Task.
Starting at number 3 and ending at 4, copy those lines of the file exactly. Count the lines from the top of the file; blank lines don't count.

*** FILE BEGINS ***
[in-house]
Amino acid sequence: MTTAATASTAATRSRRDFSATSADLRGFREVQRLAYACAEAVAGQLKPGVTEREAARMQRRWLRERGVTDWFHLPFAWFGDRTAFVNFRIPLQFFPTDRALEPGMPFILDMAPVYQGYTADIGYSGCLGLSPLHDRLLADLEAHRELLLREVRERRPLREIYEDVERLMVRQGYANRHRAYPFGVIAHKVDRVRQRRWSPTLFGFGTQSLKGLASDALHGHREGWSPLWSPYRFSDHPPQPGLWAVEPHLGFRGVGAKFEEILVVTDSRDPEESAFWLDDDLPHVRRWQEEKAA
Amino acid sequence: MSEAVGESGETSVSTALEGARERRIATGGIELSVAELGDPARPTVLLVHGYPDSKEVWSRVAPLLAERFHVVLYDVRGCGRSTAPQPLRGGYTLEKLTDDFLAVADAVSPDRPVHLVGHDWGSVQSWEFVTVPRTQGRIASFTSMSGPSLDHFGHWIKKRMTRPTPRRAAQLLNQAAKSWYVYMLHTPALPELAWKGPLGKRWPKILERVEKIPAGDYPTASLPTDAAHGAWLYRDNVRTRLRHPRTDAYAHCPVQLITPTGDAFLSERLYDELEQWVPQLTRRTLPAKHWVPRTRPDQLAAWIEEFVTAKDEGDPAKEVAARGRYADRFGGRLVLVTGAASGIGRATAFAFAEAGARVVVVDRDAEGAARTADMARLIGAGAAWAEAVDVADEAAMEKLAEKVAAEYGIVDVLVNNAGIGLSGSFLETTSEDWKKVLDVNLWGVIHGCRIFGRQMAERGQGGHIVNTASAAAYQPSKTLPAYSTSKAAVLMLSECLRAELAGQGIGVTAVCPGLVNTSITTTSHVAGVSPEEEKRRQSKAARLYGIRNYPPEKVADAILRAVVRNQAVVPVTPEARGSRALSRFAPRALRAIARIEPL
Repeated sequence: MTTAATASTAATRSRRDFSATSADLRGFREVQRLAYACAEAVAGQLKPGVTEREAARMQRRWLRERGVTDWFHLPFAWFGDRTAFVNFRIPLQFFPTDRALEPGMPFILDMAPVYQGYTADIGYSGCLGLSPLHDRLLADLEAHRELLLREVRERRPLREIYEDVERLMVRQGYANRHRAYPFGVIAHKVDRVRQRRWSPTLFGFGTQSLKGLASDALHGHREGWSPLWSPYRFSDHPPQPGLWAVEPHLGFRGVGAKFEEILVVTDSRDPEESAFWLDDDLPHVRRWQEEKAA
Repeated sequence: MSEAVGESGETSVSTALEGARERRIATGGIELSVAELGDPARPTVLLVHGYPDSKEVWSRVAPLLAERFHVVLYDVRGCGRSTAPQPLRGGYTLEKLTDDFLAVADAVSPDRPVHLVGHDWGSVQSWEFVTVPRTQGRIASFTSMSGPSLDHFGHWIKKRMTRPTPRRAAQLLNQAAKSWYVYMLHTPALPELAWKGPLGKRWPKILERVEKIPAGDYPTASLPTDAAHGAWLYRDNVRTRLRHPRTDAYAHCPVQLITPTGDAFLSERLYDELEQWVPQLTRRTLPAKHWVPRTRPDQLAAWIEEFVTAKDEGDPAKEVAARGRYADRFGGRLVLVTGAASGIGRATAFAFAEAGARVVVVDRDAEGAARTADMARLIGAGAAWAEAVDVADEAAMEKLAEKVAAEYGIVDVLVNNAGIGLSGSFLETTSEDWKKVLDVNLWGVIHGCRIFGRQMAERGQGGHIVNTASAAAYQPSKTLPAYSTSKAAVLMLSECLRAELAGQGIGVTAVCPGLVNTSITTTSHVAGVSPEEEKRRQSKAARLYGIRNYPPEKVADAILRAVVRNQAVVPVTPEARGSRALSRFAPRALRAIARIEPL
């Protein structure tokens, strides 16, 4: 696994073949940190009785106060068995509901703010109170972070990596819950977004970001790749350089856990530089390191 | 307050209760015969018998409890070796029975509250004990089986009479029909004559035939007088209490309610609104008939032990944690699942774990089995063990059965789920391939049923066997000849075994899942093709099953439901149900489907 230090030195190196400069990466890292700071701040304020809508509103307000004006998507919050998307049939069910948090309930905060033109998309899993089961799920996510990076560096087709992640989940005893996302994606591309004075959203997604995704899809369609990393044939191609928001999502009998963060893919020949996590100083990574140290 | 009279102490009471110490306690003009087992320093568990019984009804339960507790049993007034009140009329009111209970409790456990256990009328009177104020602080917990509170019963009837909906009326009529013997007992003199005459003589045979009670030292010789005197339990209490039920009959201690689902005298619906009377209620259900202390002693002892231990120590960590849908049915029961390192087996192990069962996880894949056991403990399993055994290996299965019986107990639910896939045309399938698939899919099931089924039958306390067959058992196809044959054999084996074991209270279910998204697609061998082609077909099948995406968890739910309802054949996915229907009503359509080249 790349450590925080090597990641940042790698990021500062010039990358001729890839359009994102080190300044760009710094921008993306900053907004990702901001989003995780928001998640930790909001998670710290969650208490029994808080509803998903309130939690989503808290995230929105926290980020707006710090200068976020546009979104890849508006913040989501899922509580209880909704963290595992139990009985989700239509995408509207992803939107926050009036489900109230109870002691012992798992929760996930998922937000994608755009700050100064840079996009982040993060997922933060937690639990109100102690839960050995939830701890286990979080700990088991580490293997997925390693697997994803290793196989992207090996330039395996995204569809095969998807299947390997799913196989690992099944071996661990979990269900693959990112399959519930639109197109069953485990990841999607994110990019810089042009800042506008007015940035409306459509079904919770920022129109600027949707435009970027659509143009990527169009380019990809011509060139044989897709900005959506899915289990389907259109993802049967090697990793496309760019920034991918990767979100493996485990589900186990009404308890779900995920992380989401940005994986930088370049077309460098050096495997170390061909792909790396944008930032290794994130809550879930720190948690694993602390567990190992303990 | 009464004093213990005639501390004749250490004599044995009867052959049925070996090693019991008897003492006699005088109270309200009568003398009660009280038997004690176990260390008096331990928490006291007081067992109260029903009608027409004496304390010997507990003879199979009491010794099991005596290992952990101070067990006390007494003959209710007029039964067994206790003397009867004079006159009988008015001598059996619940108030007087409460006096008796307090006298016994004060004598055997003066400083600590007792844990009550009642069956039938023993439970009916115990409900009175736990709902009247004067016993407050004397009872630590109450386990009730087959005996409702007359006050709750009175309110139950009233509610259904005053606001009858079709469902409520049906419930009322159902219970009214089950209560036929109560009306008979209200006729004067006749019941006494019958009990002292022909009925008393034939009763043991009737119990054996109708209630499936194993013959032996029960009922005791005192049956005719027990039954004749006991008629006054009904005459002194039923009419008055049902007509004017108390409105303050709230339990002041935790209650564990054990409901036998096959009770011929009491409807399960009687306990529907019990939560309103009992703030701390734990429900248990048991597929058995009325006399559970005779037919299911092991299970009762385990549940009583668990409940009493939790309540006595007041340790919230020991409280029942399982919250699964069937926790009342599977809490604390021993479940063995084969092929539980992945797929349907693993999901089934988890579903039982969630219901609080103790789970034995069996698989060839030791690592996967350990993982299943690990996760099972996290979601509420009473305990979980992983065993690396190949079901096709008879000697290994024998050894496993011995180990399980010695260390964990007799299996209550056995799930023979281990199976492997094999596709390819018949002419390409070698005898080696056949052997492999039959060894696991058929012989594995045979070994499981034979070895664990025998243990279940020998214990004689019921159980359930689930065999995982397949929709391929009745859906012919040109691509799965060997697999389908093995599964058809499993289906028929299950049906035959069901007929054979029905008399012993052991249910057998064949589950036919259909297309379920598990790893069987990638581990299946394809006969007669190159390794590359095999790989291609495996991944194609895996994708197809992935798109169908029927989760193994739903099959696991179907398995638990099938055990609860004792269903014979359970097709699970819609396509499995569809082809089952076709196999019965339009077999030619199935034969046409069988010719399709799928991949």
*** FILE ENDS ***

Amino acid sequence: MSEAVGESGETSVSTALEGARERRIATGGIELSVAELGDPARPTVLLVHGYPDSKEVWSRVAPLLAERFHVVLYDVRGCGRSTAPQPLRGGYTLEKLTDDFLAVADAVSPDRPVHLVGHDWGSVQSWEFVTVPRTQGRIASFTSMSGPSLDHFGHWIKKRMTRPTPRRAAQLLNQAAKSWYVYMLHTPALPELAWKGPLGKRWPKILERVEKIPAGDYPTASLPTDAAHGAWLYRDNVRTRLRHPRTDAYAHCPVQLITPTGDAFLSERLYDELEQWVPQLTRRTLPAKHWVPRTRPDQLAAWIEEFVTAKDEGDPAKEVAARGRYADRFGGRLVLVTGAASGIGRATAFAFAEAGARVVVVDRDAEGAARTADMARLIGAGAAWAEAVDVADEAAMEKLAEKVAAEYGIVDVLVNNAGIGLSGSFLETTSEDWKKVLDVNLWGVIHGCRIFGRQMAERGQGGHIVNTASAAAYQPSKTLPAYSTSKAAVLMLSECLRAELAGQGIGVTAVCPGLVNTSITTTSHVAGVSPEEEKRRQSKAARLYGIRNYPPEKVADAILRAVVRNQAVVPVTPEARGSRALSRFAPRALRAIARIEPL
Repeated sequence: MTTAATASTAATRSRRDFSATSADLRGFREVQRLAYACAEAVAGQLKPGVTEREAARMQRRWLRERGVTDWFHLPFAWFGDRTAFVNFRIPLQFFPTDRALEPGMPFILDMAPVYQGYTADIGYSGCLGLSPLHDRLLADLEAHRELLLREVRERRPLREIYEDVERLMVRQGYANRHRAYPFGVIAHKVDRVRQRRWSPTLFGFGTQSLKGLASDALHGHREGWSPLWSPYRFSDHPPQPGLWAVEPHLGFRGVGAKFEEILVVTDSRDPEESAFWLDDDLPHVRRWQEEKAA